The outlook for China’s economy is worsening as the country suffers through a power shortage, Covid-related restrictions, debt turmoil in its property sector, and government crackdowns on a range of companies. European companies with heavy sales to China have already taken a hit, but the pain could stll be ahead for U.S. multinationals—and the
European sectors with exposure to China such as construction materials, mining, autos, and consumer durables like luxury goods, are already lagging far behind the market,
Bank of America
strategist Savita Subramanian wrote in a recent note to clients. Forward price-earnings ratios for construction materials, mining and autos in Europe are near historic lows. Stocks with the biggest exposure to China—such as the miners BHP Group (BHP) and Rio Tinto (RIO), as well as luxury-goods makers like
(UHR.Switzerland) and Cie. Financière Richemont (CFR.Switzerland)—are among the hard-hit.
That is in contrast to U.S. companies with heavy China exposure. Subramanian says valuations for companies with a lot of sales to China have declined less than for the overall market, leaving the bank’s basket of companies with the most exposure trading at a 20% premium to their peers—without even counting Tesla (TSLA), a highly valued company with a hefty business in China. The dominance of technology in the U.S. stock market and expectations for a capital-spending boom that would aid some of those companies may be behind the U.S. market’s resilience, but Subramanian still sees a problem.
“This risk premium seems too low, especially in light of our economists’ bear case scenario” for China’s economy, Subramanian wrote.
The pain could be sharp. Bank of America economists are bearish. They reduced their estimates for China’s economic growth by 0.3 percentage point for this year, and by 1.3 points for next year, leaving their calls near the low end of the range of what economist expect. Their concern is that Chinese authorities have been too slow in responding to the slowdown by adjusting monetary or fiscal policy. Their stoicism in the face of the recent weakness suggests to the economists that this could mark a “once-in-two decades restructuring of the Chinese economy,” the firm’s Asia strategists wrote in a separate research note. “If so, the data flow from China could confound even the pessimists, and we are on guard for that scenario unfolding.”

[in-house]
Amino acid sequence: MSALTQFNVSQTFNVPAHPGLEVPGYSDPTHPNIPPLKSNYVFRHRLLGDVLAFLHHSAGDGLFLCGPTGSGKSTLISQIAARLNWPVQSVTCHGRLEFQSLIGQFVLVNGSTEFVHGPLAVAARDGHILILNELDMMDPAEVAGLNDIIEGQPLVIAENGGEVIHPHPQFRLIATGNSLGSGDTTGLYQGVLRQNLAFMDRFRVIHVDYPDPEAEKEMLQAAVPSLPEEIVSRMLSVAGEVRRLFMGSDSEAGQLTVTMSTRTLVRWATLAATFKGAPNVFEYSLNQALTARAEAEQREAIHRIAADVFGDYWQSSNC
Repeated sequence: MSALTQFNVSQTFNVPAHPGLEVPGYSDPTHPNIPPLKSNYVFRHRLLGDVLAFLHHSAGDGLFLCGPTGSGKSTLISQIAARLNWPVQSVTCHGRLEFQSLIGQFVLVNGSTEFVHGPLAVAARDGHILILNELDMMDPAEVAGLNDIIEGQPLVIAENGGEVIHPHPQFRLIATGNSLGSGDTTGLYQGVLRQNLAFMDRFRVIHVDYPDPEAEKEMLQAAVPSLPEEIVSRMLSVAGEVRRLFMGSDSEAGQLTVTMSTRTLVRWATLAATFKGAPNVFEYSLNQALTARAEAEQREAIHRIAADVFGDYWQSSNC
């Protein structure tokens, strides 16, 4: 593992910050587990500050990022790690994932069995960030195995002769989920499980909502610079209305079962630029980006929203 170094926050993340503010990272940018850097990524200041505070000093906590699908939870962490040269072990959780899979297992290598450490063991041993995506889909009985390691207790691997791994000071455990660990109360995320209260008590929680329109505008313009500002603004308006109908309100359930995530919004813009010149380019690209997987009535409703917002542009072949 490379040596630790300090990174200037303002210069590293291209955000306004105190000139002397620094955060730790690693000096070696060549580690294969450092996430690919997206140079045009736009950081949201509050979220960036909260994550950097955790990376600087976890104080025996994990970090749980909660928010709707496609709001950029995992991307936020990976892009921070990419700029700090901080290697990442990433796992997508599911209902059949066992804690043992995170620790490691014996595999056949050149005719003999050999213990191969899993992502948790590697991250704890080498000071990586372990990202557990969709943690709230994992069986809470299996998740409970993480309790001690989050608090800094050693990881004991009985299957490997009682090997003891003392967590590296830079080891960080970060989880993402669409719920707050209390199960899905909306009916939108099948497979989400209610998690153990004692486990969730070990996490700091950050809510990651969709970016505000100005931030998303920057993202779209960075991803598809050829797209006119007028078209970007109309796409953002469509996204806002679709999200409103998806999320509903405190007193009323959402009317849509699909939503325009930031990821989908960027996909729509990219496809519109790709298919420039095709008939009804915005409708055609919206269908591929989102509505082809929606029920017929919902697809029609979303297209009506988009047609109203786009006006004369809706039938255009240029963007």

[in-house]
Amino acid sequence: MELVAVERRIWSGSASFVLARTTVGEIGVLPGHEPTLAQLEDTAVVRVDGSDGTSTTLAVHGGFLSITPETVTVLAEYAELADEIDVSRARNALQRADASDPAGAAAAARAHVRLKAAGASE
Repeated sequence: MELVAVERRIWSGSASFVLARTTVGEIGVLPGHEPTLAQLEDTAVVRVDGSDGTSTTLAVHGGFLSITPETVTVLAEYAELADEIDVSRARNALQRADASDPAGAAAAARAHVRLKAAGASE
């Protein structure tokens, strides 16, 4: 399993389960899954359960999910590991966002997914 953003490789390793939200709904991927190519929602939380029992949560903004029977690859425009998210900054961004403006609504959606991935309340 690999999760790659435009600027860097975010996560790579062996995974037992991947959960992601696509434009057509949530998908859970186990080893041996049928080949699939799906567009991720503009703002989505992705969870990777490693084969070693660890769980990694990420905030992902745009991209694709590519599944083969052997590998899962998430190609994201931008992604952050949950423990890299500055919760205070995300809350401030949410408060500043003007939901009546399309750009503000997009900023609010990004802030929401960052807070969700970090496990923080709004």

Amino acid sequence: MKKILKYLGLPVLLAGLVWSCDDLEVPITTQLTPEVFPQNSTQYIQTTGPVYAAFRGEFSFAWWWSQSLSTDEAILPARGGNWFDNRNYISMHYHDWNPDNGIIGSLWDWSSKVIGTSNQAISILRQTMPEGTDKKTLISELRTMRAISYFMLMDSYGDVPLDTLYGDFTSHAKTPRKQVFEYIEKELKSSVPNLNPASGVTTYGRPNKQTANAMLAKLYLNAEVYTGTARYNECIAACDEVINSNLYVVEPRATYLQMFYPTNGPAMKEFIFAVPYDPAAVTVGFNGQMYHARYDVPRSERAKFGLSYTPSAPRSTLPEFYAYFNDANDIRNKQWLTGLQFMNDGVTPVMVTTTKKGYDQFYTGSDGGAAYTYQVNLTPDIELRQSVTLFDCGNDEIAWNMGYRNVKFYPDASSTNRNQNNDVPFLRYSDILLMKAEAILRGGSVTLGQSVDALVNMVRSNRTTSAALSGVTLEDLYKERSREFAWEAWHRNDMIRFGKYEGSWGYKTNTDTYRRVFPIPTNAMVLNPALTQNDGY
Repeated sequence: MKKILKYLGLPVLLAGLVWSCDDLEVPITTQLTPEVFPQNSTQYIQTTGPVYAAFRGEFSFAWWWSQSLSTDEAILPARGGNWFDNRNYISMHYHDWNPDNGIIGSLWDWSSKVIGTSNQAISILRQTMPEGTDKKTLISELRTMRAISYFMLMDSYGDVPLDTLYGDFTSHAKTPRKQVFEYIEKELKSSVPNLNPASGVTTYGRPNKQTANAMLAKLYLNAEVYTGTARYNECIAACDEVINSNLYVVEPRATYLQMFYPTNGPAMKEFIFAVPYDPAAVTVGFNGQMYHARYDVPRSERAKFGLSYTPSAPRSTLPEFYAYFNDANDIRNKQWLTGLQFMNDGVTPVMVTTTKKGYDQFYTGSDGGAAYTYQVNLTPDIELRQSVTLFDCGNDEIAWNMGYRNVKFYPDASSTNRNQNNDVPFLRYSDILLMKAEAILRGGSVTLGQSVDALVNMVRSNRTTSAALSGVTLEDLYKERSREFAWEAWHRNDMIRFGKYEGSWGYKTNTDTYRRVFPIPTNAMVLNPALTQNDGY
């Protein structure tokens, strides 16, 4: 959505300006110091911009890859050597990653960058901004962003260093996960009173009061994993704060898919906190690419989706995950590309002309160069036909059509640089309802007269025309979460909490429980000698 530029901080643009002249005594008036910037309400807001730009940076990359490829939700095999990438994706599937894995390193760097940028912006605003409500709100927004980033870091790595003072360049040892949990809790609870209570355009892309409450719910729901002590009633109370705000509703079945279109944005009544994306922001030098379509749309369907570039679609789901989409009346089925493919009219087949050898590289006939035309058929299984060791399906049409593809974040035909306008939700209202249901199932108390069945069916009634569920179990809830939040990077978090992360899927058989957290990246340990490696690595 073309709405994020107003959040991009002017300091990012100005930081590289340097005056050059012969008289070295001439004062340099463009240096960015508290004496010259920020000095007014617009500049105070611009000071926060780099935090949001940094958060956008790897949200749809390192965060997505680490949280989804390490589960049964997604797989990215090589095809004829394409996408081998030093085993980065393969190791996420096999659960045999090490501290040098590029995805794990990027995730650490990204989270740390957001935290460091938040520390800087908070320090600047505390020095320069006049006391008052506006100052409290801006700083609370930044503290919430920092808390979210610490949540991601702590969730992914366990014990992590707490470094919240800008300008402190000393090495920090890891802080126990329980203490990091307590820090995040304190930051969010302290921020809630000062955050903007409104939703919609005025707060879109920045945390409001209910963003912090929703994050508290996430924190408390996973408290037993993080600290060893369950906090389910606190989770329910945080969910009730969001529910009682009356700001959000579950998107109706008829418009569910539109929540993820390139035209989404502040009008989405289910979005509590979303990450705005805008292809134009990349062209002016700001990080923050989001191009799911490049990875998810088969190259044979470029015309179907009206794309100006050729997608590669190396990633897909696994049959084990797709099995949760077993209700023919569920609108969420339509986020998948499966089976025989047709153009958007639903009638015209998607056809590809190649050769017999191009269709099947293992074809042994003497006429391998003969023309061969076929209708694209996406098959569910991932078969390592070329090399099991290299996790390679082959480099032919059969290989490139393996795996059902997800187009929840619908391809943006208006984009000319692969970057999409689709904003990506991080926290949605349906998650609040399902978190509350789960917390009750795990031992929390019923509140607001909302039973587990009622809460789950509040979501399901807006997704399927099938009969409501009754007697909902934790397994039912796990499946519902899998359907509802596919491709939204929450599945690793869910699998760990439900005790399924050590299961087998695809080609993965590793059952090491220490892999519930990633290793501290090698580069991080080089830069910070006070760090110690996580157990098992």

Indeed, BCA Research’s China investment strategists see reason to believe that economic stimulus may not be forthcoming. While fears that economic weakness could hurt China’s jobs market, crimping household spending, have pushed authorities to take steps to prop up growth in the past, consumption is holding up relatively well and the unemployment rate has dipped, according to BCA. That could remove the urgency for policy makers to make a move, especially since power shortages can’t be eased through stimulus.
The takeaway: “A decisive re-acceleration in China’s economy isn’t yet imminent,” a recent BCA report says.
And that could spell trouble for the S&P 500. BofA says its cut to its call for growth in gross domestic product translates to a 4.4% hit to S&P 500 earnings per share—the result of factors including a fraying of globalization and more protectionist behavior as U.S. and China try to reduce their dependence on each other.
U.S. materials and technology stocks are most vulnerable to a slower-growing China: Their earnings are more correlated to growth in China’s GDP than to how fast the U.S. economy expands.
Active fund managers have spotted the risk. Subramanian says, noting that they are underweight China-exposed stocks versus the S&P 500. Other investors may want to follow as the risks to the world’s second-largest economy grow.
The ripples are likely to be far-reaching.
Write to Reshma Kapadia at [email protected]